February 22, 2018
APTrust remains very active in the development of the Software Preservation Network. Here is an update of some interesting developments on the legal sides of software preservation issues (language comes from the SPN team):
Over the course of the last couple of years, the Software Preservation Network has worked in close collaboration with legal scholar-practitioners to better understand the legal landscape regarding software preservation/curation activities. Therefore, we are excited and grateful to announce the current work of two complementary efforts to clear a path forward for cultural memory practitioners, administrators and users to lawfully preserve, reuse and share legacy software.
In addition to our ongoing research collaboration (with sincere appreciation to Chris Bavitz, Managing Director of the Cyberlaw Clinic), The Cyberlaw Clinic at Harvard Law School (part of the Berkman Klein Center for Internet and Society), is currently representing the Software Preservation Network (SPN) and the Library Copyright Alliance (LCA) in the proceeding for exemptions to the anti-circumvention clause. In December 2017 Kendra Albert, Clinical Instructional Fellow at the Cyberlaw Clinic, and Cyberlaw Clinic students Evelyn Chang and Anderson Grossman filed a petition requesting that the Library of Congress Copyright Office grant cultural heritage/memory institutions an exemption to circumvent technological protection measures in order to preserve computer programs and computer program-dependent materials. Mx. Albert and Cyberlaw Clinic students Erin Thomas and Austin Bohn will continue the research, writing and representation of SPN and LCA in the 1201 process through the Spring of 2018. We cannot overemphasize how much SPN and the broader digital preservation community appreciates their engagement, thoughtfulness and advocacy. Now that the initial petitions have been filed, we are currently waiting on opposing petitions and/or responses to the petition filed. Reply comments from the Cyberlaw Clinic team are due in March of 2018. Public hearings will be scheduled for April.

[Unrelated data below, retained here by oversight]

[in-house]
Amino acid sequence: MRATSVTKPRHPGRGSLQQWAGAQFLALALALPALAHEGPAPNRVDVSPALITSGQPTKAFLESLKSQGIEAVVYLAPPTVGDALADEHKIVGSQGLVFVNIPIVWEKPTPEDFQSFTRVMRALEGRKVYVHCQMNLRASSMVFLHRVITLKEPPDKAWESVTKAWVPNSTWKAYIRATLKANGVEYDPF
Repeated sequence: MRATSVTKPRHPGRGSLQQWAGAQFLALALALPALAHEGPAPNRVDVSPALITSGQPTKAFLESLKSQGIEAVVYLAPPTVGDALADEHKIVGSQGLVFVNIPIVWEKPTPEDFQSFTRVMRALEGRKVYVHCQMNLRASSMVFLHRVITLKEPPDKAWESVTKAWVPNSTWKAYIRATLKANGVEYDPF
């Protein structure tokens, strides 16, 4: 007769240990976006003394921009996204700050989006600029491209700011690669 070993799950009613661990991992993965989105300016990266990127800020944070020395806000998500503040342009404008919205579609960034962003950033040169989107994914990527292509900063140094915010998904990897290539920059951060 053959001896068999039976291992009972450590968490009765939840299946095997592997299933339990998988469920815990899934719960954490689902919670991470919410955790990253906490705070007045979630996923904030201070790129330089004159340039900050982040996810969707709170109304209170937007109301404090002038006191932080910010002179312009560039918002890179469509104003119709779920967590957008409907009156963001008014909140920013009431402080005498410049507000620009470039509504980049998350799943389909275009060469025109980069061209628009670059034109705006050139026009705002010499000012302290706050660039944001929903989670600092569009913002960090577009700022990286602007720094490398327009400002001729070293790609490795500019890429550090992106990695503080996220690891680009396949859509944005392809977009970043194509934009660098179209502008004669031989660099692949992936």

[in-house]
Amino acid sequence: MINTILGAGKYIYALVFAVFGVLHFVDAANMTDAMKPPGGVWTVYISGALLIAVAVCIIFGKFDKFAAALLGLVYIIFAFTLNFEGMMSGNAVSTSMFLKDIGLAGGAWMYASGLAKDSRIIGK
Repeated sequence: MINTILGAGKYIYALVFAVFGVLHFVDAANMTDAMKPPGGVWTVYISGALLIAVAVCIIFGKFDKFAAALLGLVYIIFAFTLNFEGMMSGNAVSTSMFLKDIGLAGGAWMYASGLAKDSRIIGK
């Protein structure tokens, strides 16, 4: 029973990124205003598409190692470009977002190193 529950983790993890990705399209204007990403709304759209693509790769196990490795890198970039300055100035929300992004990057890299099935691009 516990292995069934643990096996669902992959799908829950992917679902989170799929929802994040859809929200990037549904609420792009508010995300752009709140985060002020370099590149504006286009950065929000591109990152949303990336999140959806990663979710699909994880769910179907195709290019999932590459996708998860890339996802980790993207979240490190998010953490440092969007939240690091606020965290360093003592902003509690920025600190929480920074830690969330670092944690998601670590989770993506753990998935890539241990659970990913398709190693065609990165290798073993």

The Cyberlaw Clinic blog post about the 1201 filing can be found here at https://clinic.cyber.harvard.edu/2018/01/02/software-preservation-comments-filed-in-1201-rulemaking/.
In 2017, the Alfred P. Sloan Foundation awarded the Association of Research Libraries a research grant to develop community best practices surrounding software preservation as a way to outline clear guidelines for the application of fair use to the preservation of software and software dependent materials. Ultimately, the project will result in a Code of Best Practices in Fair Use for Software Preservation. This month, the first report from the project was published,and it is entitled The Copyright Permissions Culture in Software Preservation and Its Implications for the Cultural Record. The report reflects the synthesis of the literature as well as extensive first-person interviews with researchers, digital preservation practitioners and other software preservation/curation stakeholders. The report documents widespread frustration around copyright issues in the software preservation community, and suggests deeper engagement with fair use as a possible solution. Similar to the information exchange with Mr. Bavitz, Mx. Albert, Ms. Chang, Mr. Grossman and several previous cohorts of Cyberlaw Clinic students – SPN is thrilled to support the work of the project and the research team. We’d like to offer a huge thanks to co–principal investigators Patricia Aufderheide of the American University School of Communication, Brandon Butler of the University of Virginia Library, Krista Cox of the Association of Research Libraries, copyright scholar Peter Jaszi and the Alfred P. Sloan Foundation.
The Association of Research Libraries blog post about the Code of Best Practices project can be found here at http://www.arl.org/focus-areas/copyright-ip/fair-use/code-of-best-practices-in-fair-use-for-software-preservation.